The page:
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How to be a millionaire according to Dave Ramsey

Black car parked beside small brown house on a beautiful day in New York.

I was browsing the library shelves a few months ago when I saw a book from Dave Ramsey titled Baby Steps Millionaires: How Ordinary People Built Extraordinary Wealth—and How You Can Too.

I’d heard Ramsey’s name before and knew he was a personal finance “guru”1, but I’d never read any of his books nor listened to his podcast.

My curiosity was piqued and the book was short, so I checked it out and took it home.

Baby Steps Millionaires Summary

The book’s main message is that anyone can become a millionaire. All you need to do is avoid debt, save as much as you can, and invest.

Ramsey says that people get discouraged because they don’t understand the difference between a millionaire and a billionaire.

Jeff Bezos is a billionaire. He owns multiple jets, yachts, luxury cars, and houses. There’s no limit to what he can buy.

A millionaire, on the other hand, has a paid-for house and maybe a vacation house as well. She takes a nice annual vacation and can afford to splurge on eating out or on the latest tech gadgets.

Ramsey uses a climbing analogy to explain the difference.

Only 6,098 people have climbed Mt. Everest—these climbers are analogous to billionaires, a highly rare breed, the one percent of the one percent of the one percent.

Meanwhile, hundreds of thousands of people climb Clingmans Dome in Great Smoky Mountains National Park every year—these are analogous to millionaires, an uncommon but not rare distinction.2

The great majority of people climb neither Mt. Everest nor Clingmans Dome—just like the great majority of people are neither millionaires nor billionaires.

Here are the other main takeaways from the book:

Dave Ramsey’s 7 Baby Steps

Ramsey is famous for his 7 Baby Steps plan, which is what he recommends to those looking to get out of debt and get their finances in order.

The first 3 steps are meant to be followed in order while steps 4 through 6 happen simultaneously.

The only other caveat is that if your emergency fund gets wiped out at any step, you go back to step 1 or step 3 until it’s replenished.

Without further ado, these are Dave Ramsey’s 7 Baby Steps:

Baby Step 1: Save $1,000 for your starter emergency fund

Before you start paying off your debt, Ramsey suggests saving $1,000 as fast as possible to cover any unexpected life events.

This step creates a buffer that prevents you from going even deeper into debt.

For example, if your car breaks down and requires fixing, you dip into the emergency fund rather than take out another loan.

If you’re forced to dip into the emergency fund, replenish it and then go back to step 2—always keep $1,000 in this fund.

Baby Step 2: Pay off all debt (except your house mortgage) using the debt snowball method

The plan here is to go on a scorched-earth, no-room-for-fun budget. As Ramsey says, pay off debt like your life depends on it.3

Here’s how the debt snowball works:

  1. List all your debts except your mortgage.
  2. Sort them from smallest to biggest by remaining balance. Ignore the interest rate—only pay attention to the remaining balance.4
  3. Make the minimum payment on all debts except the smallest.
  4. Be as aggressive as possible in paying down this smallest debt. In Ramsey parlance, attack it with vengeance.
  5. Once the smallest debt is paid off, move on to the next smallest until you’re debt free.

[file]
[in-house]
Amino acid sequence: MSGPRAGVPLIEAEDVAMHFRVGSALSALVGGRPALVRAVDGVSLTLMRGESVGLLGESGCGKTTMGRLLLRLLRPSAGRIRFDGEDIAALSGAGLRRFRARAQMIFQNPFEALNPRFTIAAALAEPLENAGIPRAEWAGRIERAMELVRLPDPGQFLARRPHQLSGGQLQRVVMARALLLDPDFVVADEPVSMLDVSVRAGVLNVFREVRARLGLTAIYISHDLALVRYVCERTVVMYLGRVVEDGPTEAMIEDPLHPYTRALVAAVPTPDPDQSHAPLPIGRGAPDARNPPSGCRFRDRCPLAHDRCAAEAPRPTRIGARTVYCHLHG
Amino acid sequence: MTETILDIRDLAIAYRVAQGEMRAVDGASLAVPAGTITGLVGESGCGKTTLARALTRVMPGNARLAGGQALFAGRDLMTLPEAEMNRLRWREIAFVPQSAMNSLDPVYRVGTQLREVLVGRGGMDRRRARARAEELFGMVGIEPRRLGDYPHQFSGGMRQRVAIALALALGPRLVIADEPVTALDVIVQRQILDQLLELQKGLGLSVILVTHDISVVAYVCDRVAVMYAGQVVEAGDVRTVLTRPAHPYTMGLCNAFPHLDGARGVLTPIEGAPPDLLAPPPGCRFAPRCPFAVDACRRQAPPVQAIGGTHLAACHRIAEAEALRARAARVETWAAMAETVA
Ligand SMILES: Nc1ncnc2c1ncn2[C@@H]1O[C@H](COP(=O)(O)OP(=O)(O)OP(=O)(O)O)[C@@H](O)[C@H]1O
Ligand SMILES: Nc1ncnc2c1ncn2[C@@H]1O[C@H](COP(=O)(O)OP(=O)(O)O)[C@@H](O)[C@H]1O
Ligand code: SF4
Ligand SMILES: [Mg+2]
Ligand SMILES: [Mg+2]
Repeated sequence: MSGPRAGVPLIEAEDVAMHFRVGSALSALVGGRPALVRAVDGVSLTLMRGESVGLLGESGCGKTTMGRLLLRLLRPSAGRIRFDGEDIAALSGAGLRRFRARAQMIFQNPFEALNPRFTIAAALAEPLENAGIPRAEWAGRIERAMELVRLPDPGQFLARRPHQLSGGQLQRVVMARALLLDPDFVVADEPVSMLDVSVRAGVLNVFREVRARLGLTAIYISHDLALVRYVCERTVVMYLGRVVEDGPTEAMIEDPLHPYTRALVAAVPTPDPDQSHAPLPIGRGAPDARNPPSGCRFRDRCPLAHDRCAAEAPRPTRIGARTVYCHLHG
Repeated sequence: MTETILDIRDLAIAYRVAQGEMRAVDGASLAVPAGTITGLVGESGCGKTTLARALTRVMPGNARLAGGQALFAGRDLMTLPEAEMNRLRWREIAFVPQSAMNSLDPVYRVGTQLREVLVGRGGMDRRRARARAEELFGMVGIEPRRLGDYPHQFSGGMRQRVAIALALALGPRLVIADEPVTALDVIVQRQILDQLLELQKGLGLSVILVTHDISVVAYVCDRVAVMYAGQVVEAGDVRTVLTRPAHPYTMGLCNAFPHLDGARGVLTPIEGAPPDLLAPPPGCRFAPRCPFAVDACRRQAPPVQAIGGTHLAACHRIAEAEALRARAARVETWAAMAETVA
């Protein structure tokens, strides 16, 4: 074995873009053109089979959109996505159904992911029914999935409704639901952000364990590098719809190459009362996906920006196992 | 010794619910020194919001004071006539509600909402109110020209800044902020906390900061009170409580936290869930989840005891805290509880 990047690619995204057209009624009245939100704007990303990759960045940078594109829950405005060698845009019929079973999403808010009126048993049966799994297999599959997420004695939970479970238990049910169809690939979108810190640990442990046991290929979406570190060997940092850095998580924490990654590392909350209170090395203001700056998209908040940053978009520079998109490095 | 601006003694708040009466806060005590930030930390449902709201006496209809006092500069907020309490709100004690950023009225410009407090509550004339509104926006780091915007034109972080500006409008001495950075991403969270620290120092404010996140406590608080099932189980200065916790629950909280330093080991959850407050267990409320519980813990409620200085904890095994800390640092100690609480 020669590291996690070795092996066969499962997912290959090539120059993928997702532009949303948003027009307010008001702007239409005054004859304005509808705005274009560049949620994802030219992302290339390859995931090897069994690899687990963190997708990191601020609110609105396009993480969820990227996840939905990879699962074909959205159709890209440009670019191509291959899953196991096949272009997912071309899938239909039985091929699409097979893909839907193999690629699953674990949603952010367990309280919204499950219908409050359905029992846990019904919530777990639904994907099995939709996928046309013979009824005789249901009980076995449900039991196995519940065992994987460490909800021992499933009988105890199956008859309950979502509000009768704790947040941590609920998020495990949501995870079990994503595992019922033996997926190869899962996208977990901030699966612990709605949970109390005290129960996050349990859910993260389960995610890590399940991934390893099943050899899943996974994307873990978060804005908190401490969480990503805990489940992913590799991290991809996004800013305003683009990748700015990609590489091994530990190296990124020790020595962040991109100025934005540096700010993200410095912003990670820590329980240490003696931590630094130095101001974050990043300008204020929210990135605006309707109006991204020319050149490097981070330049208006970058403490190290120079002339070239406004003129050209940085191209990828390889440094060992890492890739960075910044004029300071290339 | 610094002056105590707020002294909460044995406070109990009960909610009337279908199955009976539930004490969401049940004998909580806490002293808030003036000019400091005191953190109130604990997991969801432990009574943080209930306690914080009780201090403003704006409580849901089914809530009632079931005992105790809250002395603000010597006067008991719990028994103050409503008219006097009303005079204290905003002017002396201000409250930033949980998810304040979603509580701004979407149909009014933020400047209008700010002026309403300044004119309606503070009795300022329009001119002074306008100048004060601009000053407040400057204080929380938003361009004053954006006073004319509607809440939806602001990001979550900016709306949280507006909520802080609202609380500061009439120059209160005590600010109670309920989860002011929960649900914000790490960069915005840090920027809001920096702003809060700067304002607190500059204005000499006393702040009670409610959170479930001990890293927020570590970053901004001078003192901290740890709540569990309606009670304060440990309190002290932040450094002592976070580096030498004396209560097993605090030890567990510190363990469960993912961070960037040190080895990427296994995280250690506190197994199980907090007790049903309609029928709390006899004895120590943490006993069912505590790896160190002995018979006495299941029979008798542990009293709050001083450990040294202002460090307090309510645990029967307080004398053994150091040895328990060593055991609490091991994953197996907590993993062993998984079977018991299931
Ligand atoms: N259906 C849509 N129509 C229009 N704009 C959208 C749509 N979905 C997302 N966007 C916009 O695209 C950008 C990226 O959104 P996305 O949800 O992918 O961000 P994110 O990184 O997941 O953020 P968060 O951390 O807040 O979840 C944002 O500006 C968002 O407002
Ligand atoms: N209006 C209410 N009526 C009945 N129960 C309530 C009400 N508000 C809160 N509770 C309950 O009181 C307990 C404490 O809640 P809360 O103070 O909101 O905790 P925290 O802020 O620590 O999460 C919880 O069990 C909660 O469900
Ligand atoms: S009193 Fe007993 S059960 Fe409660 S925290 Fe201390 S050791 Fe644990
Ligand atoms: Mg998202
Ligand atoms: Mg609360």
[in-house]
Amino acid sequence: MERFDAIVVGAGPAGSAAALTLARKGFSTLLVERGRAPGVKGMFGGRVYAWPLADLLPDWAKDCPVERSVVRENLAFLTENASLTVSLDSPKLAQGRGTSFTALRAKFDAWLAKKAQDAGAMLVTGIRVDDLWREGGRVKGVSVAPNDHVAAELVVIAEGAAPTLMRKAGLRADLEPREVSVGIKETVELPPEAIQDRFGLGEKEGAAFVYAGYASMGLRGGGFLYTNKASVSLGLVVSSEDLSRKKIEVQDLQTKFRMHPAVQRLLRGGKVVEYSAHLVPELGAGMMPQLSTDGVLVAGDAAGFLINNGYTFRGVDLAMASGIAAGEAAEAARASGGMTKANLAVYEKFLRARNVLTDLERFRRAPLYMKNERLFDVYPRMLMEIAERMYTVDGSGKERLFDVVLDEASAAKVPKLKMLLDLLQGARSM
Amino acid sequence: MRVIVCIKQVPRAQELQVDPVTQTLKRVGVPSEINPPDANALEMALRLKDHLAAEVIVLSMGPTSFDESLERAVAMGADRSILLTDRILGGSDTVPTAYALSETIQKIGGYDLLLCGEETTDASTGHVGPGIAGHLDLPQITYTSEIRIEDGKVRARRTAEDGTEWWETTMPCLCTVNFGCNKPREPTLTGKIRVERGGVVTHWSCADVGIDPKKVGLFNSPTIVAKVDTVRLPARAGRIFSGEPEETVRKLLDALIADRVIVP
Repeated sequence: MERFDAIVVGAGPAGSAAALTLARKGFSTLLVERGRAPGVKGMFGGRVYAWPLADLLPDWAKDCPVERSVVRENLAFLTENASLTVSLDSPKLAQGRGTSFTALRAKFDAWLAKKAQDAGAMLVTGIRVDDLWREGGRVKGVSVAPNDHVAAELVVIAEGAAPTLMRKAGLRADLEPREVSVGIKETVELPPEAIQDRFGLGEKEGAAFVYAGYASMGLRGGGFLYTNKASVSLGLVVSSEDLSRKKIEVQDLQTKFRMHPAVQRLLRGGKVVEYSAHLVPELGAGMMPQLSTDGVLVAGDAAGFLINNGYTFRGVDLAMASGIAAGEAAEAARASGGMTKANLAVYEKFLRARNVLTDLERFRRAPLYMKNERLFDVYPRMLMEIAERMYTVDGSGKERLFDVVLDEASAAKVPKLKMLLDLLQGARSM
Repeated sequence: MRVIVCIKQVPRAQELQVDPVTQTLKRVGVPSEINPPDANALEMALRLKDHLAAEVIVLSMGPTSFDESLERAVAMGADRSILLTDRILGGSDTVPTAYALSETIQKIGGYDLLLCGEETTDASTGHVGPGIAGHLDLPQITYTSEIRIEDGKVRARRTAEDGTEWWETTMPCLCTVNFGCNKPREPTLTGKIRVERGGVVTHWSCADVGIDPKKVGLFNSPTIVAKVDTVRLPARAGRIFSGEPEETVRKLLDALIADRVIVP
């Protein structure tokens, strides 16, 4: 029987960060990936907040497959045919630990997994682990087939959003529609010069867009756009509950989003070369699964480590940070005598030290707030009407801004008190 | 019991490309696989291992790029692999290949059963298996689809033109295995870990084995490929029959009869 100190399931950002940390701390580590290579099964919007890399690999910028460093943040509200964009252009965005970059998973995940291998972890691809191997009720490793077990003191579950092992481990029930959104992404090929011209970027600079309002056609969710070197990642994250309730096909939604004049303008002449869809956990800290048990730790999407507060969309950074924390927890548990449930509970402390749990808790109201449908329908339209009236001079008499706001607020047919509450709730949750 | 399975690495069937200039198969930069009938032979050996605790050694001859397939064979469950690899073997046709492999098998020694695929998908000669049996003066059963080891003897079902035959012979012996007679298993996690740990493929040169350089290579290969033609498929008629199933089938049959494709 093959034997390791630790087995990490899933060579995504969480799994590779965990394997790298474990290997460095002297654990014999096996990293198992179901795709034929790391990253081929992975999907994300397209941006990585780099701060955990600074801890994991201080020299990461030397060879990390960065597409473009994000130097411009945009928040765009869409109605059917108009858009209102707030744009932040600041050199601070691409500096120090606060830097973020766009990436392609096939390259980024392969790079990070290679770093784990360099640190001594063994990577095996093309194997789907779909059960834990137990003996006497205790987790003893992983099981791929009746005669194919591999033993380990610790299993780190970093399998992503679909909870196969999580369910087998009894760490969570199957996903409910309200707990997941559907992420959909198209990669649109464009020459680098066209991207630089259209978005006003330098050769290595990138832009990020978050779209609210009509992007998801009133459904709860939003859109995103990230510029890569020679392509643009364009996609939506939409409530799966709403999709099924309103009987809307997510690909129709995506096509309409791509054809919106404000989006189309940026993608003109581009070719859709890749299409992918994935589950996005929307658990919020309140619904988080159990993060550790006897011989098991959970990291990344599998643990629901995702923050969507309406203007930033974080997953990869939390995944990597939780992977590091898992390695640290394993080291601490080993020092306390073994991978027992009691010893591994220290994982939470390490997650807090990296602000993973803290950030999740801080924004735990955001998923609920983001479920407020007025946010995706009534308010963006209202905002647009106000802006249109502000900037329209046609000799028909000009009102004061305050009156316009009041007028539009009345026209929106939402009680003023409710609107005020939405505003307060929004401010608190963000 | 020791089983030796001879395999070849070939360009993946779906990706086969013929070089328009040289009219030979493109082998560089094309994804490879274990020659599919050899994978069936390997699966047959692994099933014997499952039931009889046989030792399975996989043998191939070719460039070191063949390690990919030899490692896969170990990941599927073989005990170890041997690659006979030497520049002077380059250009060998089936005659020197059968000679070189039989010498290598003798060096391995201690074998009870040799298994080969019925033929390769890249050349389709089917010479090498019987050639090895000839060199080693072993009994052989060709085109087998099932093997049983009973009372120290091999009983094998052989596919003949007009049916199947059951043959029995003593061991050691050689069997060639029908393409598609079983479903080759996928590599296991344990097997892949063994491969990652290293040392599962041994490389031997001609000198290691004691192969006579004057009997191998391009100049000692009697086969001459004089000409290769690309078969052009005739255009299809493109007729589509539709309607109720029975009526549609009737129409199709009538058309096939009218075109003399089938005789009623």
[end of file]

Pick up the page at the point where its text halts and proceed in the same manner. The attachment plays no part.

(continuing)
Baby Step 3: Save 3 to 6 months of expenses in an emergency fund

This is the same emergency fund from step 1.

If your income is stable, 3 months of expenses is good. Otherwise, go for 6 months.

Note that this is 3 to 6 months of expenses, not income. In other words, this is the amount of money you spend each month on necessities, like rent, food, utilities, and transportation.

If you spend $1,000 a month, then you’d beef up your starter emergency fund from $1,000 (step 1) to $3,000-$6,000.

Baby Step 4: Invest 15% of your household income in retirement

Ramsey’s shorthand rule is Match beats Roth beats traditional.

In other words, max out your company match on your 401k or similar plans first. Then max out your Roth accounts, such as a Roth IRA. Finally, put the rest in a traditional tax-deferred plan at work, such as a 401k.

Ramsey recommends investing 100% of your money in the stock market through mutual funds. His investing methodology is:

  • 25% in growth and income funds (sometimes called large-cap, blue chip, or dividend income funds.)
  • 25% in growth funds (sometimes called mid-cap funds.)
  • 25% in aggressive growth funds (sometimes called small-cap or emerging markets funds.)
  • 25% in international funds

Ramsey also recommends to:

  • Hold these funds for the long term—no short-term investments.
  • Start investing and invest consistently. DO IT. Get started.
  • Don’t try to time the market or jump in and out by buying and selling based on what’s being said on the news—buy consistently and hold.

Baby Step 5: Save for your children’s college fund

Skip this step if you don’t have kids.

Ramsey recommends the 529 college savings plan or ESAs (Education Savings Accounts) and is adamant that student loans should NOT be used, not even as a last resort.

According to Ramsey, kids should apply for scholarships and financial aid, get a job, and wait to attend school until they can pay cash for tuition.

Baby Step 6: Pay off your house early

At this point, you have a solid emergency fund, and you’re investing and potentially saving for your kids’ college funds.

Now you can start to put extra money towards your mortgage each month, which will save you thousands in interest over the term of the loan.5

My wife and I currently have $240,000 left on our mortgage and I can imagine that having a paid-for house is a HUGE relief.

Baby Step 7: Build wealth and give

When steps 1 through 6 are complete, you can start thinking about your legacy.

Is there a charity you admire?

Do you want to help your children with their first house or your grandchildren with college?